by Doris Colmes by Doris Colmes
When Deborah Davis hit the news, I got hit as well — right in the pit of my stomach where terror hides, and panic lurks. u201COh God, I mumbled, u201CIt's happening againu201D
And just exactly what had Deborah done to get this emotionally detached old lady into such a replay of emotions left over from 1938 Nazi Germany? It was the gut-wrenching realization that the Nazi Police State in which I was raised has come back to roost — in the United States.
Deborah, who commutes by bus in Denver, Colorado, had been asked to present her I.D. to a man in uniform. If she didn't, she was told, it would mean walking several miles to her job. So, she complied, but it rankled. Deborah knew that, unless she was being a danger to self or others, behaving irrationally, or drunk and disorderly, no one had the right to ask for her identification. As long as she was sitting quietly in her seat, she could not be arbitrarily asked for ID. (She'd learned that in her 8th grade Civics class, where she had also been taught about police states, and how casually they usurped the rights of their citizenry.)
And so it went. For several weeks, when asked to show ID, Deborah refused, and, when asked if she were getting off at the Denver Federal Center she said, u201Cnou201D was left in peace, completing her bus trips right on schedule.
And then it happened: On September 26, 2005, when the bus reached its stop at the Federal Center, a guard got on the bus and confronted her. When Deborah insisted that she was under no obligation to show any ID whatsoever, the bus was halted, a supervisor climbed on, and demanded ID. This time, when she refused, a second cop arrived, and, when Deborah stuck to her guns, she was suddenly arrested.
And it was not a gentle arrest, as she relates on her website.
” ‘Grab her’ was the shout, and with the police wrenching her arms behind her back, she was jerked out of her seat, handcuffed, thrown into a police cruiser, rushed off to the police station inside the Center, where cops had a bit of difficulty deciding with what to charge her. So they wrote up a couple of tickets (contents unknown) took off her cuffs, and told her that if she ever entered that Center again, she'd go to jail.” No more bus commutes for Deborah!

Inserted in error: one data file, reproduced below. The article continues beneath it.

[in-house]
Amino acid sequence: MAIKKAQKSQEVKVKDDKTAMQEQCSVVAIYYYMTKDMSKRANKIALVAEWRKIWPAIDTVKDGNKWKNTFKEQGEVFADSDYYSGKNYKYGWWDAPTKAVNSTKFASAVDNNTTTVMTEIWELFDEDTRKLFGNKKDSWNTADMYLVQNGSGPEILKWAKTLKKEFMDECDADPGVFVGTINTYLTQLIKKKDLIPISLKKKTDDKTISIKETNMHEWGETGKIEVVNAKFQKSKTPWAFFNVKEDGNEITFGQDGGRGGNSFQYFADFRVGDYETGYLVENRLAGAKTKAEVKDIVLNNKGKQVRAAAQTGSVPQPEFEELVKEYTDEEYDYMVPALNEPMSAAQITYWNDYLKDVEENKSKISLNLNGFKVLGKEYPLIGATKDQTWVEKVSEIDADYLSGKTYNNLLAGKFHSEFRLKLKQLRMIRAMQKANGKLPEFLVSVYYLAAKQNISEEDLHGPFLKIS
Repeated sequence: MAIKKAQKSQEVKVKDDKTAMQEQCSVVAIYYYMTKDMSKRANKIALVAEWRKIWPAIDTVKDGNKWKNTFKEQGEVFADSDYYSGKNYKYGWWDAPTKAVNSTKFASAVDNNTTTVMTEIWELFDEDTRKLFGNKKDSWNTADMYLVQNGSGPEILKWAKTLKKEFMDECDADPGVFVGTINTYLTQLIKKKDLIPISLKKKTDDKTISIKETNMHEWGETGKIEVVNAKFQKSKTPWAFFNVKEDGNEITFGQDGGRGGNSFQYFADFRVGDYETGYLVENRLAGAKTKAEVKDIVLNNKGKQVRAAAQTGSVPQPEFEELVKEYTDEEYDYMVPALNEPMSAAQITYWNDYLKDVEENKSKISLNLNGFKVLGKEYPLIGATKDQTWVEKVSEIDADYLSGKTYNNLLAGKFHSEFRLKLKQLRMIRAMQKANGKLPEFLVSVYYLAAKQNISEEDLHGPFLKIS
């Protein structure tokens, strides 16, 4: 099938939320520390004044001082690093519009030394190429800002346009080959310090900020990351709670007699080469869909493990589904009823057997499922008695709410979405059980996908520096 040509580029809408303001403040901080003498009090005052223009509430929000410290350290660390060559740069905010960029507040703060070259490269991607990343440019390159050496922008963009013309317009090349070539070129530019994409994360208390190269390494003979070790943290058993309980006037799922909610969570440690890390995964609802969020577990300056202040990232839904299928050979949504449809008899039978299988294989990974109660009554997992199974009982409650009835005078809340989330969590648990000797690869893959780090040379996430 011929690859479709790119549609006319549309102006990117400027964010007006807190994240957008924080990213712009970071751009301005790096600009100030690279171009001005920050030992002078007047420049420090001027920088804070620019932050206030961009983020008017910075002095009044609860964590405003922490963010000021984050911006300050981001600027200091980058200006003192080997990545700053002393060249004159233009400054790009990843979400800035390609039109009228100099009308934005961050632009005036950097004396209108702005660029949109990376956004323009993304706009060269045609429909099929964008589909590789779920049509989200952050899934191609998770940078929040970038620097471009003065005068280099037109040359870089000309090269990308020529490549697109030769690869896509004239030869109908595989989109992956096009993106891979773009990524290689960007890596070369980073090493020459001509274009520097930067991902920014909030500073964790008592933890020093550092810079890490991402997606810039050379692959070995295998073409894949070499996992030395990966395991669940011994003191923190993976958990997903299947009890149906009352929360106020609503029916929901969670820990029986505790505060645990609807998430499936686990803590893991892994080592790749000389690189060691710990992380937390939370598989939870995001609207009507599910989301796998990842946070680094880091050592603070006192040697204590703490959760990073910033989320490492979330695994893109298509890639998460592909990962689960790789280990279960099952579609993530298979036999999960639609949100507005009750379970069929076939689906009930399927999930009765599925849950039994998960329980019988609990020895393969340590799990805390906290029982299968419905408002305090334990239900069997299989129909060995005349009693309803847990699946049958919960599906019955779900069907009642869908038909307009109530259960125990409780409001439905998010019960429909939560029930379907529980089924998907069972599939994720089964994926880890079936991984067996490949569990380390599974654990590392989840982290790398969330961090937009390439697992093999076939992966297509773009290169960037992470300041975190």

Reading this took me straight back to that living nightmare called Nazi Germany. There, if one didn't show ID upon command, and/or if anything was even the slightest bit out of the ordinary on these papers, it was u201CBye-Bye,u201D and — if one were a Jew, a Gypsy or seen as u201Cgayu201D by the arresting officer — that was some long Goodbye, indeed. Death camps were waiting, needing monthly quotas, and age was not an issue. Little kids zoomed off to extermination just as quickly as adults, and all for the sin of, perhaps, an inkblot on an identifying number, or the magic word u201CJewu201D printed on the top.
And, now, it seems, we've come full circle. Not only do we now have the Patriot Act (a wonderfully modern up-date of Germany's u201CEnabling Act,u201D right down to the last comma) but we also have a 82 billion dollar defense bill, which (with a vote of 100 to 0) had the Real ID Act hidden inside it. (S.1637, FSC-ETI. Passed May 11, 2004) This law allows a national identification process in which each and every person in the U.S.A. will be on computer. And, yes, you'd better show that ID upon command, or you'll wind up like Deborah. And, as time goes by, much worse: Honorable, ethical, racially profiled, and dead.
Is this an exaggeration? Well, let's look at the current administration expanding the power of a little-known Pentagon Agency called the Counterintelligence Field Activity, or CIFA, which was created three years ago to protect military facilities from attack. According to Washington Post writer Walter Pincus, a presidential commission will expand and transform the CIFA into an agency that has authority to investigate crimes within the USA, such as treason, foreign or terrorist sabotage or even economic espionage. And would allow it to label — at will — any person or activity of which it did not approve under these headings.